Hardware requirements
This page describes the hardware you ought to have to run BakingTray using ScanImage.

Acquisition PC

If you're building from scratch, buy the fastest Intel-based computer you can. Prioritise CPU speed over number of cores, since ScanImage runs single threaded. Otherwise, any moderately fast PC should work.
We acquire images to a local RAID array: four platter drives in RAID 1+0. The striping is necessary when using a resonant scanner. Unless you anticipate very large datasets, 4 TB drives should be sufficient.
Hardware of course goes out of date quickly, but the following is an example of a successful configuration for resonant scanning.
    i7-6700K @ 4 GHz, 16 GB DDR4-2133 MHz RAM, H170-Pro motherboard
    Adaptec RAID 6405E, 4x WD Black RAID 1+0.
    NVIDIA GeForce GT 730 to drive a pair of DELL U2715H monitors. Otherwise the on-board graphics are fine.
    Oxford Semiconductor 4 port PCIe serial adaptor for PIFOC and motion control hardware (laser comms via motherboard serial port).
A PCIe serial adapter card will have a lower latency than USB-serial and so is preferable. Install the card in the lowest bus number possible on your motherboard. If you do not do this, Windows will re-assign COM port numbers when you change other hardware (e.g. swap out or move an NI card in the chassis).
The hardware RAID above is necessary as a single platter drive won't provide enough bandwidth for resonant scanning. You don't need RAID for galvo scanning. You can substitute a single SSD for resonant scanning. Samsung currently make 8 TB SSDs with a warranted life of 3 years or 2,880 TB.

Data acquisition devices

BakingTray works with any scanning hardware and acquisition cards supported by ScanImage. For resonant scanning with four channels we use:
    Chassis: NI PXIe-1073
    Image acquisition: NI PXIe-7961R FPGA and NI-5734 digitizer
    PIFOC, Pockels, and scan control: 3x PXIe-6341
    PMT control: NI USB-6343 (overkill, but it was the easiest option)

Galvo scanning DAQs

We have run galvo/galvo using both NI PCI-6110 and NI PCI-6115 acquisition cards. However, PXIe devices are recommended as they're easier to manage in a chassis. The PXIe-6124 has also been tested but higher sample speeds don't work on all motherboards.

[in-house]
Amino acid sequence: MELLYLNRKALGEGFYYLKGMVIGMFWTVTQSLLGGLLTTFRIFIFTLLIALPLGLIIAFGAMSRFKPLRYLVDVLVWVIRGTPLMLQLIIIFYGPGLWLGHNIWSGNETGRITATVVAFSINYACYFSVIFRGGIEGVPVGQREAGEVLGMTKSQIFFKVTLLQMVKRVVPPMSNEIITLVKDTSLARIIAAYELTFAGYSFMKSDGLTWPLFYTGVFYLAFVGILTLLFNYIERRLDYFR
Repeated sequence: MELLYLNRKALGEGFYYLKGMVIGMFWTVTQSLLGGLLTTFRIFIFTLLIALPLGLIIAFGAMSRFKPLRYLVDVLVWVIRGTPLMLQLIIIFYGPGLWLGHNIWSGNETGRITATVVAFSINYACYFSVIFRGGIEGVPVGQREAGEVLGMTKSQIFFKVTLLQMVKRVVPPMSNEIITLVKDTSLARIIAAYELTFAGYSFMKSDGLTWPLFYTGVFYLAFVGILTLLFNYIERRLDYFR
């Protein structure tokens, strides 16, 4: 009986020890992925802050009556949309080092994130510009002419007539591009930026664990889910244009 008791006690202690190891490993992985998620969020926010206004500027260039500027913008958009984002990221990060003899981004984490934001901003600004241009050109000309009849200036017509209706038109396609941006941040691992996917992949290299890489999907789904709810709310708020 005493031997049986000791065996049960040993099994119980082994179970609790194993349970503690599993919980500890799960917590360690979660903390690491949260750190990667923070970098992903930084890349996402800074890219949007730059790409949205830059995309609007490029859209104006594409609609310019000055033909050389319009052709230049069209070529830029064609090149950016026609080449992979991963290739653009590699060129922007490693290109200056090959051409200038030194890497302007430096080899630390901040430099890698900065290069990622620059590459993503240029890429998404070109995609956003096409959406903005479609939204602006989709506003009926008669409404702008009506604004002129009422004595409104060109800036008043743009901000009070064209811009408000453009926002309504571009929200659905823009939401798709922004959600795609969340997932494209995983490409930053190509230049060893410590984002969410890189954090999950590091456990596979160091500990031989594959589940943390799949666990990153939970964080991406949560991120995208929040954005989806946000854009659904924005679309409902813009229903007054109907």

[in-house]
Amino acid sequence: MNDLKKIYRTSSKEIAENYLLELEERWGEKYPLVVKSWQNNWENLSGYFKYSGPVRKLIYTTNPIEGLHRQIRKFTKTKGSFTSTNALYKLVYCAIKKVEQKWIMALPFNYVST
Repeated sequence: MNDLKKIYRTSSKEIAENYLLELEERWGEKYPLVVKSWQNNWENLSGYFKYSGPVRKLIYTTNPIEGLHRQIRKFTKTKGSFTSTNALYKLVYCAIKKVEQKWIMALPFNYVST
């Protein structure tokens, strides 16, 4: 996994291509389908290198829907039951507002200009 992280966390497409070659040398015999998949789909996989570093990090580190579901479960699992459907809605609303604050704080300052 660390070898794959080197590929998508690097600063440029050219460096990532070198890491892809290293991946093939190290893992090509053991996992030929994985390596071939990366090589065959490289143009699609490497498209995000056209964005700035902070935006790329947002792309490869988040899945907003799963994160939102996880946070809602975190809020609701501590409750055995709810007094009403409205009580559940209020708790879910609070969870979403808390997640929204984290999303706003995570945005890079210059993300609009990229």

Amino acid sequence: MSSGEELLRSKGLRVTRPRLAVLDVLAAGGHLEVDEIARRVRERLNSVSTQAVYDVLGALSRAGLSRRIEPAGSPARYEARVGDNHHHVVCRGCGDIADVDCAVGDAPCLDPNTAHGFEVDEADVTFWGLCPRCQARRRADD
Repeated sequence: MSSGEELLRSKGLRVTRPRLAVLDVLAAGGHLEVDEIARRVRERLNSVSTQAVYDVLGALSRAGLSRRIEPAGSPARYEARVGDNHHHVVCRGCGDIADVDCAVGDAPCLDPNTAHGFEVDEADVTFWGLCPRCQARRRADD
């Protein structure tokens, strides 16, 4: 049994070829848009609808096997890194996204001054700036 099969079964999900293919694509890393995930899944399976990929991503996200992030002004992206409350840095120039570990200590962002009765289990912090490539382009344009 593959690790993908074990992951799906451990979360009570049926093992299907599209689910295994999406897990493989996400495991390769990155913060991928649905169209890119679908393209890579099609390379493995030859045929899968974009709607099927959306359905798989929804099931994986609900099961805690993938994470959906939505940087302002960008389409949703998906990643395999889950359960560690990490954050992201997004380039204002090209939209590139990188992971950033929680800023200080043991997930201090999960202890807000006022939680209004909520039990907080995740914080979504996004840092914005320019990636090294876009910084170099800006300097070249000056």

Scanning Hardware

    We recommend resonant scanning as it is much faster for high resolution images even though there is an increase in shot noise due to the shorter dwell time. You can compensate for the shorter dwell time by increasing laser power and using moderate PMT gains. Averaging frames is also possible. Unlike linear scanning at short line periods, the bidirectional "comb" artifact is virtually gone with resonant scanning. Both 12 kHz and 8 kHz resonant scanners will work. 8 kHz are recommended because of the larger field of view. The larger FOV means fewer stage motions and so imaging times do not increase compared with the 12 kHz, despite the increase in dwell time.
    A 400 micron travel range PIFOC (we use a P-725.4CDA) is recommended for optical sectioning. Shorter travel ranges would also be acceptable if you don't plan on imaging cleared tissue.
    You will need a Pockels cells to ramp laser power with depth. Choose one with a low dispersion crystal.

The microscope

You ideally want a microscope capable of imaging a large FOV (>1 mm) that is flat and undistorted. The FOV affects scanning speed: if you have a smaall FOV the tile scanning becomes slow. For our purposes a flat field would be one with less than 10 microns of sag in focal plane. If you lack this, everything will still work but it can be trickier to get good overlap of features at tile edges. "Distortion" refers to pincushion and barrel distortion: the less of this the better. Again, you can work with a microscope that exhibits it. We care about distortion because it affects tile overlap areas when stitching images (although some degree of correction is possible).